The Navy Metrology and Calibration (METCAL) Program was instituted to help provide calibration facilities so that sophisticated equipment, precise standards, and laboratory conditions would be available. Various echelons of calibration activities were established to meet these calibration requirements. These echelons are integrated so that each level activity has traceable standards tied to the highest standards available for calibration. We will describe the following calibration echelons:

National Bureau of Standards (NBS)

Metrology Engineering Center (MEC)

Navy Standards Laboratory-Type I

Navy Standards Laboratory-Type II

Navy Calibration Laboratory (NCL)

Fleet Calibration Laboratory (FCL)

Field Calibration Activity (FCA)

National Bureau of Standards (NBS)

The National Bureau of Standards (NBS) is the chartered agency of the federal government having custody of the nation's basic physical standards (national standards). It provides the common reference for all measurements made within the scope of the Navy calibration program and certifies the Navy standards submitted by the Navy Type I Standards Laboratories according to an approved schedule.

Metrology Engineering Center (MEC)

The Metrology Engineering Center (MEC) is an engineering group responsible for the technical coordination of the Navy calibration program. It is under the management control and technical guidance of the Naval Sea Systems Command (NAVSEASYSCOM). The Metrology Engineering Center is located at the Naval Industrial Reserve Ordnance Plant, Pomona, California, and is under the military command of the Naval Plant Representative Office, Pomona, California.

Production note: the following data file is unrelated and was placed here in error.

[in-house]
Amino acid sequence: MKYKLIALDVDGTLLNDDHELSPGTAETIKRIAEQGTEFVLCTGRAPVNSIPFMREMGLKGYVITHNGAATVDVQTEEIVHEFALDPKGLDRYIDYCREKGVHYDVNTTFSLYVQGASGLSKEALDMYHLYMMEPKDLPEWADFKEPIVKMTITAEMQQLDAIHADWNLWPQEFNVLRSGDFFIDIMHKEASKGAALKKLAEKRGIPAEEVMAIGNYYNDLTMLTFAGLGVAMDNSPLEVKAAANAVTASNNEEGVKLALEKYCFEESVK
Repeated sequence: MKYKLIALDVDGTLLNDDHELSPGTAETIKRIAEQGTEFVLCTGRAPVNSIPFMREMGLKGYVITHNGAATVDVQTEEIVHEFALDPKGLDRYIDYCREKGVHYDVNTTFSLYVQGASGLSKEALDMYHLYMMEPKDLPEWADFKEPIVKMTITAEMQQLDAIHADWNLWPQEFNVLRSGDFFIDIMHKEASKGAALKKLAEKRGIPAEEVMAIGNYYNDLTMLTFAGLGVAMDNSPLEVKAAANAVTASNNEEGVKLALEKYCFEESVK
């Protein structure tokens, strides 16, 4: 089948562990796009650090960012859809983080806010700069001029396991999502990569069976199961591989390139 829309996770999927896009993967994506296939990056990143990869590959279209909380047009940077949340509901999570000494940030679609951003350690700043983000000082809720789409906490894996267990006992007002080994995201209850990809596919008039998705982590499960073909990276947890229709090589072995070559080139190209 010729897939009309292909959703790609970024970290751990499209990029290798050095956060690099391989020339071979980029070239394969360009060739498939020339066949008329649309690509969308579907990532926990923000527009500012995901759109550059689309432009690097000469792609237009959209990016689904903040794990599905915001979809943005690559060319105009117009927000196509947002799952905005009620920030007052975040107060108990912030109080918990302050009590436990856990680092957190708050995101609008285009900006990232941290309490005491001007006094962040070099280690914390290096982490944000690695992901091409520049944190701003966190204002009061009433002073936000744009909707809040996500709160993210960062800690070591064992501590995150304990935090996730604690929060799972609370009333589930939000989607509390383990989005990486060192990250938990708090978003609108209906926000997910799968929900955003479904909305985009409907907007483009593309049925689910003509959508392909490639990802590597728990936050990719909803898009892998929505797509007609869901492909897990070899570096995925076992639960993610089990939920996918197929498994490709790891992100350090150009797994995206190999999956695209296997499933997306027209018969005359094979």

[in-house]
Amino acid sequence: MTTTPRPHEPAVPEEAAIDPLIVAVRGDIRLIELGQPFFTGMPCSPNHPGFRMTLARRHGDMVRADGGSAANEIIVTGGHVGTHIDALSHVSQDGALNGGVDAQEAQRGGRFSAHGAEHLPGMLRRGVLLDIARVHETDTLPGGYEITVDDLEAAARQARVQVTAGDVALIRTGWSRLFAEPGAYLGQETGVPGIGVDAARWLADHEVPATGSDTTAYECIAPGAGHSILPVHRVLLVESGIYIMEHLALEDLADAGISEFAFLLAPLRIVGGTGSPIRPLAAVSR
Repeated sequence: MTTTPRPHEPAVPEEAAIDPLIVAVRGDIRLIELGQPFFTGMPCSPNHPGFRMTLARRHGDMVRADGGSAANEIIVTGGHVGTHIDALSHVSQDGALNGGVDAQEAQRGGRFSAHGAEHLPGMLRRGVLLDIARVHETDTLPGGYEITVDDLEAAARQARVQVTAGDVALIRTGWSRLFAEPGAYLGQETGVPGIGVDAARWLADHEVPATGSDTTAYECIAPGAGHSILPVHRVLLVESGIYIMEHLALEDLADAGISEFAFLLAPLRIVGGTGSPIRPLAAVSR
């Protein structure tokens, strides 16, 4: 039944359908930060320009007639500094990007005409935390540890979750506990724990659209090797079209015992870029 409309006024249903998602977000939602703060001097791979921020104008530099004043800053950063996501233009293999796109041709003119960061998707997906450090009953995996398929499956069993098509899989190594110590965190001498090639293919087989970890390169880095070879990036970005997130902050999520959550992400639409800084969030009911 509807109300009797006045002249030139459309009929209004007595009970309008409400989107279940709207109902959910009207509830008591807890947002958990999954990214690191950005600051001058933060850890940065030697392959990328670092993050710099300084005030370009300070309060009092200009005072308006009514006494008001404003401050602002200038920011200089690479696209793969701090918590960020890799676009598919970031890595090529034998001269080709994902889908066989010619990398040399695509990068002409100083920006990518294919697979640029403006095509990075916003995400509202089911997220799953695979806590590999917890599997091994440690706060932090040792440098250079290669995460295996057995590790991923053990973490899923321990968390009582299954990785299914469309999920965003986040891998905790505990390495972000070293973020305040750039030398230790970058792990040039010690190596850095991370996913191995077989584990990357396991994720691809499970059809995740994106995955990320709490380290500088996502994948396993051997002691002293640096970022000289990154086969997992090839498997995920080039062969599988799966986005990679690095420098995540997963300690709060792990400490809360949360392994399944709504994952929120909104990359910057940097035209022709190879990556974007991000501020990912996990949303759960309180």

Navy Standards Laboratory-Type I

The Type I laboratories maintain the highest standards within the Navy calibration program. They maintain and disseminate measurements of the highest accuracy within the program. They obtain calibration services from NBS and provide calibration of laboratory standards and associated measuring equipment received from Type II standards laboratories and calibration laboratories.

Navy Standards Laboratory-Type II

The Type II laboratories furnish the second highest calibration services to assigned geographic areas within the naval establishment. They obtain standard

calibration services from the cognizant Type I Navy Standards Laboratory and calibrate laboratory standards and associated measurement equipment received from lower echelon laboratories.

Navy Calibration Laboratory (NCL)

NCLs are located in shipyards, ship repair facilities, and at various NAVELEX field activities. An NCL is usually made up of a Reference Standards Laboratory (RSL) and one or more Local Standards Laboratories (LSLs). The RSL is a Type II laboratory. The LSL normally receives calibration from the RSL.

Field Calibration Laboratory (FCL)

The FCLs are established aboard tenders and repair ships and at selected shore activities. They provide calibration for fleet-held and selected shore-based activities' test equipment. The equipment submitted for calibration by ships will be funded by the shore activity or its sponsor.